The Asiatic wildcat (Felis silvestris ornata), also known as Asian steppe wildcat and Indian desert cat, is a subspecies found from the eastern Caspian north to Kazakhstan, Afghanistan, Pakistan, into western India, western China and southern Mongolia. Since they are spread over such vast territory it is impossible to ascertain their number, but it is believed that populations are declining throughout the range.
Throughout the range Asian wildcat’s fur is generally short, but its length varies according to the age of the cat and the season of the year. Animals with paler forms are found in drier areas, whereas the darker, more heavily spotted and striped forms live in more humid and wooded areas. These animals have a long, tapering tail, with a short black tip, and with spots at the base. Unique feature of these wildcats is a small but prominent tuft of hair, up to one-and-a-half cm long, on the tip of each ear. Their forehead has a pattern of four well-developed black bands. Compared to domestic cats, Asian wildcats have relatively longer legs. Throat and ventral surfaces are whitish to light grey to cream, often with distinct white patches on the throat, chest and belly. Weighing about 3 to 4 kg (6.6 to 8.8 lb), males are generally heavier than females
Asian wildcats found in India and Pakistan have pale sandy yellow coats that are marked with small spots that tend to lie in vertical lines down the trunk and flanks. Those occurring in Central Asia have more greyish-yellow or reddish background colour, marked distinctly with small black or red-brown spots. The spots on the body are sometimes fused into stripes, especially in the Central Asian regions east of the Tian Shan Mountains.
Distribution and habitat
Asiatic wildcats are frequently observed in the daytime. They often use rock crevices or burrows dug by other animals. The Caucasus or Caucasia, a region at the border of Europe and Asia, situated between the Black and the Caspian Seas, is the transitional zone between the Asiatic wildcat to the south and east and the European wildcat to the north and west. In this region, European wildcats inhabit montane forests, whereas Asiatic wildcats occur in the low-lying desert and semi-desert regions adjoining the Caspian sea. They are usually found near water sources, but are capable of living year-round in waterless desert. In mountainous regions, where there is sufficient dense vegetation, they are found up to the altitude of 2,000 to 3,000 m (6,600 to 9,800 ft). Depth of the snow in winters restricts the northern boundaries of their range.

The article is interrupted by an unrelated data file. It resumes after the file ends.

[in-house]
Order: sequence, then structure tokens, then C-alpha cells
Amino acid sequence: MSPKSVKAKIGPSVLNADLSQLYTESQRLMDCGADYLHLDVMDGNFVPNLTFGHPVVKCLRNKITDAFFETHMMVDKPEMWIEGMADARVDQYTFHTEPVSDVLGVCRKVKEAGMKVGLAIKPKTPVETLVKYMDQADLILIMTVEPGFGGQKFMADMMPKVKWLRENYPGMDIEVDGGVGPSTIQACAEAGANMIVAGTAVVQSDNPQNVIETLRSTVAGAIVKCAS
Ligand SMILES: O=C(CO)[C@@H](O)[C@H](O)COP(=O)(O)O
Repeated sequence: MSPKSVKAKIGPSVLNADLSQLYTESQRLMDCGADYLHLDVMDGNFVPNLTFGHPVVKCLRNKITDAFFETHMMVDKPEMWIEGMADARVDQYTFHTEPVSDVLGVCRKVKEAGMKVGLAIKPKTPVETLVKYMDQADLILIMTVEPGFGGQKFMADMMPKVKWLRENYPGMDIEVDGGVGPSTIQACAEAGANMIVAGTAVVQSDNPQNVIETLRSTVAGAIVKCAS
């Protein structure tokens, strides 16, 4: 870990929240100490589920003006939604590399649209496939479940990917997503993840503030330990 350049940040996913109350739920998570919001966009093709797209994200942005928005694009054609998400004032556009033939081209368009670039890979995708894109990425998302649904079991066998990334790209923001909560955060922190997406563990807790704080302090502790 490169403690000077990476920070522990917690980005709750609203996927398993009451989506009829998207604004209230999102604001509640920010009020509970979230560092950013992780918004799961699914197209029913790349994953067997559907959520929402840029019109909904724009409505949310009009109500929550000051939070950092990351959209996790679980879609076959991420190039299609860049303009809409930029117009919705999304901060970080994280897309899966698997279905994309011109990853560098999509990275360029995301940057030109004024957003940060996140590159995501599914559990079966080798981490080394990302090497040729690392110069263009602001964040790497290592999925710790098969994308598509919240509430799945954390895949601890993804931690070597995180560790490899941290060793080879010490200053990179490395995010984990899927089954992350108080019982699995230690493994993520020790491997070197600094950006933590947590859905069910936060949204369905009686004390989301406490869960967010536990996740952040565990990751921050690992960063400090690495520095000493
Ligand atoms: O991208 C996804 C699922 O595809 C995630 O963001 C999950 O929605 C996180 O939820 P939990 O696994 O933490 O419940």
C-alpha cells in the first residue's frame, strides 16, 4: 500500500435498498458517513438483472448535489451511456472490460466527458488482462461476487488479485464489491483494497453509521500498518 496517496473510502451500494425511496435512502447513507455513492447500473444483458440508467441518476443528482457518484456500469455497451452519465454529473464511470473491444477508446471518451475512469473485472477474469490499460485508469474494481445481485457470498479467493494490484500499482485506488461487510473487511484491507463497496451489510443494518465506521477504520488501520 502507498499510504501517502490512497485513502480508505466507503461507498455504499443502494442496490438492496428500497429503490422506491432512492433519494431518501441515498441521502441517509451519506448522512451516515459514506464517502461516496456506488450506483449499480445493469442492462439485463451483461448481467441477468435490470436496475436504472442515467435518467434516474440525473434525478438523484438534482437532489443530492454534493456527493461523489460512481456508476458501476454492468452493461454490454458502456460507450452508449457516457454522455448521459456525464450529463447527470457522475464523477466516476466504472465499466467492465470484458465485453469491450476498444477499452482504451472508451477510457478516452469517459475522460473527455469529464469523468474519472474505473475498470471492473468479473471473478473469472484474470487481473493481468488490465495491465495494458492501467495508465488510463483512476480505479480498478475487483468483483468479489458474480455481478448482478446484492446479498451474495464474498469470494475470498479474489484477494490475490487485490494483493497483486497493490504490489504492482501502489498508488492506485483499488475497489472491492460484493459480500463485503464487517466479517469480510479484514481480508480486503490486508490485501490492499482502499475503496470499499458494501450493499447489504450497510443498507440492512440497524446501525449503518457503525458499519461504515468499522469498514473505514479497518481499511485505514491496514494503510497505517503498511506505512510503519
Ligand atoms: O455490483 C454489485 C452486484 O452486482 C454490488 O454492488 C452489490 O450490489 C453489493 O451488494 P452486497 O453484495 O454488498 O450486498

The subspecies is most typically associated with scrub desert in India. They occur in the desert areas of Rajasthan, Rann of Kutch and the adjoining Banni grasslands in the neighbouring state of Gujrat in India and the desert areas of Sindh in Pakistan.
In 1999, they were reportedly present in Nagaur, Pali, Barmer, Bikaner and Jaisalmer districts of Rajasthan. The Jalore Wildlife Sanctuary in Rajasthan is one of the only accessible wildlife areas where Asiatic wildcats are present in sizable numbers.
In western Rajasthan’s scrub habitat they live mainly on desert gerbils ( a small mammal of the order Rodentia), but also hunt doves, hares, rats, sandgrouses, gray partridges, sparrows, peafowls and bulbuls and also feed on eggs of ground nesting birds. They have been observed preying on reptiles like, saw-scale vipers, cobras, sand boas, geckos and even on scorpions and beetles.
Asiatic wildcats have been recorded from the central Hazarajat mountains and the steppe region, from Shibar Pass, near Herat and in Bamyan Province in Afghanistan prior to 1973.
In 1990s, the subspecies was reported as quite common and populations stable in the lowlands of Kazakhstan. A pronounced loss of range has been documented in Azerbaijan.
In China, the animal is found in Shaanxi, Gansu, Xinjiang, Qinghai, Ningxia, and Inner Mongolia. There are records showing the cat’s presence in northern Tibet as well as Sichuan, but they are questionable. Before 1950, Asiatic wildcat was the most commonly found felid in Xingjian. They could be easily located along all the major river basin systems and in Taklimakan desert, but later it got confined to three regions of southern Xinjiang only viz., Bayingolin Mongol Autonomous Prefecture Bayingolin Mongol Autonomous Oblast, Aksu and Hotan. In its natural habitat in the Xinjiang desert region of China the cat is declining rapidly primarily because of excessive hunting for pelt trade and secondly due to shrinkage of habitat due to cultivation, oil and gas exploration and excessive use of pesticides.
Results of a feed item analysis of Asiatic cats in the Tarim Basin in northwest China revealed that their primary prey was the Tarim hare followed by jerboa, gerbil, poultry and small birds, fish, Cardiocranius spp., sand lizard and Agamid lizards.
Apart from other factors hybridisation is a great threat to the subspecies. Females quite often mate with domestic males, as a result hybrid offspring are frequently found near villages where wild females live. They have been hunted on large scale in Afghanistan; in 1977 over 1200 pelts manufactured into different articles were on display in the bazaars of Kabul.